“Even downloading and installing the software can be tricky for people,” he explains. “I created these tutorials to be the smoothest and easiest on-ramp to learning R, with everything available in a web browser window and no need to install any software.”
In this OER, students visit the website link, and receive an introduction to the basics of R with easy-to-understand language and quizzes to show their progress. From these tutorials, students can move onto learning more advanced skills in the software.
As a result of R being open source and free, packages have been created to improve its capabilities in creating interactive maps and websites. Mar points out how R can contribute to other SDGs by allowing users to produce persuasive data graphics that can speak to SDG 6 (clean water and sanitation) and SDG 13 (climate action).
Similarly, Tsvetanka Karagyozova, assistant professor (teaching stream), Department of Economics, Faculty of Liberal Arts & Professional Studies (LA&PS), sees connections to many SDGs in the OER she developed with an interdisciplinary team.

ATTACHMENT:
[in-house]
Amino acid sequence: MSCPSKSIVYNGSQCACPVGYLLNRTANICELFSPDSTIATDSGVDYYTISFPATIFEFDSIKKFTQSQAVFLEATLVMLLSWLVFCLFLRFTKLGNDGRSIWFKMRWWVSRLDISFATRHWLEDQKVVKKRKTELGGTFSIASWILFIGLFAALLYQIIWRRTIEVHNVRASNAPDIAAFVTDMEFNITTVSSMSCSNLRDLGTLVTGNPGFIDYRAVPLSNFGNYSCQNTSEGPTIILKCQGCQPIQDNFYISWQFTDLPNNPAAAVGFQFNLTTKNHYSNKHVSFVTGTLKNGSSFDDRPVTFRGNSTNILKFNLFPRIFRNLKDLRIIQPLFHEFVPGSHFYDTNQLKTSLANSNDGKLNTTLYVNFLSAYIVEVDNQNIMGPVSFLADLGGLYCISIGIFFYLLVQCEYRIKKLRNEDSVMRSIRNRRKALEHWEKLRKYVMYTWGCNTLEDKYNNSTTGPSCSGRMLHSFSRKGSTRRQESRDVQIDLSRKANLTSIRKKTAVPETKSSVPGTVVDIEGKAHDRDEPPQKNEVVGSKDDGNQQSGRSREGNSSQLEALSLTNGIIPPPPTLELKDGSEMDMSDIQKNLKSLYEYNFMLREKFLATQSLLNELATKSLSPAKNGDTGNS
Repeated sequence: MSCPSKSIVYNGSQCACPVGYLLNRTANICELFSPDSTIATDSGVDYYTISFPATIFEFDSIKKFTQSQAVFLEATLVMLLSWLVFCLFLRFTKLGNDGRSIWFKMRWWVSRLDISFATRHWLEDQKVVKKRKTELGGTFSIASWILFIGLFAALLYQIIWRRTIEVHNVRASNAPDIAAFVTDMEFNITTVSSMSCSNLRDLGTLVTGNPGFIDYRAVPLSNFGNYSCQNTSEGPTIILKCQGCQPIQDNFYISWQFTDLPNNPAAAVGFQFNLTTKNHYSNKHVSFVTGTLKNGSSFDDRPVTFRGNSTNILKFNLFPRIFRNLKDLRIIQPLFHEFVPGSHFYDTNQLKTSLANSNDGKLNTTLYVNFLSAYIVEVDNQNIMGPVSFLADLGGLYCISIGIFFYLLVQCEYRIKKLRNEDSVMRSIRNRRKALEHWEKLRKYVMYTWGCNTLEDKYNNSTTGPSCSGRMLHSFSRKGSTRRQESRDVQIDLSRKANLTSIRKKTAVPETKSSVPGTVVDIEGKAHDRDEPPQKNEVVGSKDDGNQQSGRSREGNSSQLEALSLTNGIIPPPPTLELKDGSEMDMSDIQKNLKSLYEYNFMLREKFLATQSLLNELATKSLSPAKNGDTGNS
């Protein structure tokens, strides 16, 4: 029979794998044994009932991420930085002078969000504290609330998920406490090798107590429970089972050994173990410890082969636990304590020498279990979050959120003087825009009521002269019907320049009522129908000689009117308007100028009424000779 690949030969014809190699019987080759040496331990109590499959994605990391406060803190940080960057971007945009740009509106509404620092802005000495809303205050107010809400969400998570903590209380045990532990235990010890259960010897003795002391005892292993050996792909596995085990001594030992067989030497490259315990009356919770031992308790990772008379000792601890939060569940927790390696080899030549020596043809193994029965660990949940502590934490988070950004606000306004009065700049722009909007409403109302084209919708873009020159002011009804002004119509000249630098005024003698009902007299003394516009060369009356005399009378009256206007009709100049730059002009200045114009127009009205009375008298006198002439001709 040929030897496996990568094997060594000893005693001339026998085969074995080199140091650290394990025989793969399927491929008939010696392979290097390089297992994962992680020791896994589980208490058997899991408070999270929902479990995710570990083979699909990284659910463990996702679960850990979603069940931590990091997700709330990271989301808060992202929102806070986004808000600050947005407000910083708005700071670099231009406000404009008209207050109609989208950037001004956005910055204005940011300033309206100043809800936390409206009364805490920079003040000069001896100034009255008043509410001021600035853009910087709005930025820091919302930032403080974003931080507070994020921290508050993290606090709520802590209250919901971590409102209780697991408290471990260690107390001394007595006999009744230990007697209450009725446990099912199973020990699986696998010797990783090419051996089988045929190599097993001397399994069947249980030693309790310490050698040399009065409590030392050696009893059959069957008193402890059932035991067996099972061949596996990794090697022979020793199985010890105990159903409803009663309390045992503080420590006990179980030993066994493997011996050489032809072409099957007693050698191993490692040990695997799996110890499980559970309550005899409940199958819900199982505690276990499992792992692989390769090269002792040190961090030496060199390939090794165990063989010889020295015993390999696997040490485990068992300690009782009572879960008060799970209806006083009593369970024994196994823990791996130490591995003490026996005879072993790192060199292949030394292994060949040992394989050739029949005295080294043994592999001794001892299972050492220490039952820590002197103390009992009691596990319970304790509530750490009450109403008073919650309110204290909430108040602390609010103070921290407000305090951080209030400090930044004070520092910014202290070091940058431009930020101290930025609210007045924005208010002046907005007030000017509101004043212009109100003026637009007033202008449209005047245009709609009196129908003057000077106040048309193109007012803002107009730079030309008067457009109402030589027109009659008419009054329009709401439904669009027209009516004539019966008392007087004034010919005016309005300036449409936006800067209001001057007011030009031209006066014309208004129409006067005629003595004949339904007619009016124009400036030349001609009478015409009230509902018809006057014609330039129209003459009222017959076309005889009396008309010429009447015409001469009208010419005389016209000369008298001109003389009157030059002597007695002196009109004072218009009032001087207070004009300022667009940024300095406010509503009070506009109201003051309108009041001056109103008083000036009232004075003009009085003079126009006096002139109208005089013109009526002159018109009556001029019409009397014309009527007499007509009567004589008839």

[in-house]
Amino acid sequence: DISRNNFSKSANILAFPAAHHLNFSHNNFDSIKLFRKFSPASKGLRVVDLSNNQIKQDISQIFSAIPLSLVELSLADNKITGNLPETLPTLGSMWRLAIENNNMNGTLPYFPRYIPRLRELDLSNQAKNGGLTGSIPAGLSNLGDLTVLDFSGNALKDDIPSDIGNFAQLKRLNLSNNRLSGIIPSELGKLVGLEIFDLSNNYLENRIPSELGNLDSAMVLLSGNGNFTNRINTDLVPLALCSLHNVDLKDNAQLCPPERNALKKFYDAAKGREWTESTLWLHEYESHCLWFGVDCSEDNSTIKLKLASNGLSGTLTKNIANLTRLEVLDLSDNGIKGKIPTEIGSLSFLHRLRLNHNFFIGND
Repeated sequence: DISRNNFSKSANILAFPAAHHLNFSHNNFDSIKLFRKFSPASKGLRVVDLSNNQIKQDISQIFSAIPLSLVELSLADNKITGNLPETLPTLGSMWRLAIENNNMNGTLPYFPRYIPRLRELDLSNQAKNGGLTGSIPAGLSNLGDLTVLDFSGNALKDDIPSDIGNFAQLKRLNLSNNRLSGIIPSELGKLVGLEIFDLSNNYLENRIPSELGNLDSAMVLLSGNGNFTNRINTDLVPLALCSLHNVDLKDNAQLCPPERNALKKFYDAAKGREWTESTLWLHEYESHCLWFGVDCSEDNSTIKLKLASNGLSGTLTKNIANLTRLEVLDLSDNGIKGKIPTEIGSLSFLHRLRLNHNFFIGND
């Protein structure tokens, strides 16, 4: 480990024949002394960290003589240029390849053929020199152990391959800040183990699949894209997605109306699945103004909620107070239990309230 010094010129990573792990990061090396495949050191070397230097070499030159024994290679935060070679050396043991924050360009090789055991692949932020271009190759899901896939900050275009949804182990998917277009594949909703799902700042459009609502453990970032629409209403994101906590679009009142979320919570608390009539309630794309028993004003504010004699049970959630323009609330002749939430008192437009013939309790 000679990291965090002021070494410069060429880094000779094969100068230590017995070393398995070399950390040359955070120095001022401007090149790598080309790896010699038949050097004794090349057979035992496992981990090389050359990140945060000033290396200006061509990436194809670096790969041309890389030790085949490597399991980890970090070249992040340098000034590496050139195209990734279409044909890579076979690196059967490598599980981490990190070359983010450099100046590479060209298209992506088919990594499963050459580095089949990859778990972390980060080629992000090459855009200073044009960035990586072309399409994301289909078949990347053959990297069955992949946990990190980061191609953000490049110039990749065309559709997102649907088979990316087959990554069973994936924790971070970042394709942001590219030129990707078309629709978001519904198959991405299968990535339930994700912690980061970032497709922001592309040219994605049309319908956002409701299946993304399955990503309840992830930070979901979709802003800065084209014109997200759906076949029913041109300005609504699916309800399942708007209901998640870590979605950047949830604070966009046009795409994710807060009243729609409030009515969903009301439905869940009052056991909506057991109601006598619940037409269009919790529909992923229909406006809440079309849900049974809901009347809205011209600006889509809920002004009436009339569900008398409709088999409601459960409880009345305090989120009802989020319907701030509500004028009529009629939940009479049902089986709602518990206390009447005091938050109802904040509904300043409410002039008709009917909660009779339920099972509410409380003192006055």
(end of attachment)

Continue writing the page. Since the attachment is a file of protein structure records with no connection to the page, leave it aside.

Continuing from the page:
“I was interested in creating OER because textbooks and peer-reviewed course materials are the gold standard in economics but over time they become more expensive,” adds Karagyozova. “At York, I typically leave one copy of the textbook required for the course on reserve at the Scott Library, so I can see how well-used that textbook is.”
Karagyozova was part of a group of York collaborators, including Ida Ferrara, associate professor, LA&PS, and Edward Furman, professor, Faculty of Science, and Ricardas Zitikis, an associate professor of statistics from Western University. They also secured support from research assistants, a project manager and Xpan, an external contractor for the virtual reality (VR) experiment.